Rescission has occurred in other states due to malfunctions – including complete failure -- during elections and tests. New York must prepare realistically to deal with the possibility of computerized voting system malfunction, and the need to rescind approval of systems in order to protect the integrity of our elections.
15 3. If at any time after any machine OR SYSTEM has been approved pursu-
16 ant to the provisions of subdivision one or two of this section, the
17 state board of elections has any reason to believe that such machine OR
18 SYSTEM does not meet all the requirements for voting machines OR SYSTEMS
19 set forth in this article, it shall forthwith cause such machine OR
20 SYSTEM to be examined again in the manner prescribed by subdivision one
21 of this section. If the opinions in the report of such examinations do
22 not state that such machine OR SYSTEM can safely and properly be used by
23 voters at elections under the conditions prescribed by this article, the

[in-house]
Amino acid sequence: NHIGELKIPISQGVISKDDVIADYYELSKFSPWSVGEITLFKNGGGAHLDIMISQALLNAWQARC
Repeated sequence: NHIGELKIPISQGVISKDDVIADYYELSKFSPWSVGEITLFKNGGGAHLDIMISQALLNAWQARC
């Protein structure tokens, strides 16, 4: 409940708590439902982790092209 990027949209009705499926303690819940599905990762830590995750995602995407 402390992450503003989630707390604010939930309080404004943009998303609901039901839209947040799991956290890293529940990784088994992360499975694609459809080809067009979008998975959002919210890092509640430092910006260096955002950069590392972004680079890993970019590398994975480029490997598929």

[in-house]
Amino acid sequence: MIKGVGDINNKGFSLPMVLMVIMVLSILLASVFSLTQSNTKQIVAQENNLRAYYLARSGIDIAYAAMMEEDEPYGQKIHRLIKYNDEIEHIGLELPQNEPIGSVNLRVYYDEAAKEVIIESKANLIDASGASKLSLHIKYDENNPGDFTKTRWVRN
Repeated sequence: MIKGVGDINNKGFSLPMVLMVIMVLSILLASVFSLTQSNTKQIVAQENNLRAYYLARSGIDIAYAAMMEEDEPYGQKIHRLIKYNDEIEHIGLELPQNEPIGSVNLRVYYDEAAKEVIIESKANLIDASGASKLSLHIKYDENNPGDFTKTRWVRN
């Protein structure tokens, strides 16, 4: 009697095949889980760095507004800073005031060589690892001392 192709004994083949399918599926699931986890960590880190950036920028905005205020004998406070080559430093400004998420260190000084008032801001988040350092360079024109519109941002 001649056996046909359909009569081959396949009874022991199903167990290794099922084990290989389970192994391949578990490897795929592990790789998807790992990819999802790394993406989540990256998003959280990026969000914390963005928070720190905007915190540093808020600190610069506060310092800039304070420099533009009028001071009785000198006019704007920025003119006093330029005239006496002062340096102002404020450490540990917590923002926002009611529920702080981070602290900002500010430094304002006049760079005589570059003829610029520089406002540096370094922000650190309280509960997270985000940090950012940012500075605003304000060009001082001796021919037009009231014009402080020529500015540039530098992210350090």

24 state board of elections shall forthwith rescind its approval of such
25 machine OR SYSTEM. After the date on which the approval of any machine
26 OR SYSTEM is rescinded, no machines OR SYSTEMS of such type may be
27 purchased for use in this state. The state board of elections shall
28 examine all machines OR SYSTEMS of such type which were previously
29 purchased, to determine if they may continue to be used in elections in
30 this state.
--criteria for rescission
--how many days is "forthwith"
--procedures for voters, poll workers, candidates, parties, and County Boards to notify the
State Board of malfunctions
--who will pay for re-examination of the system in question
--who will pay for examination of all machines or systems of such type
--time frames for the State Board to examine all machines or systems of such type
So neither the law nor the draft regulations provides enough information to be useful. Here are my suggestions.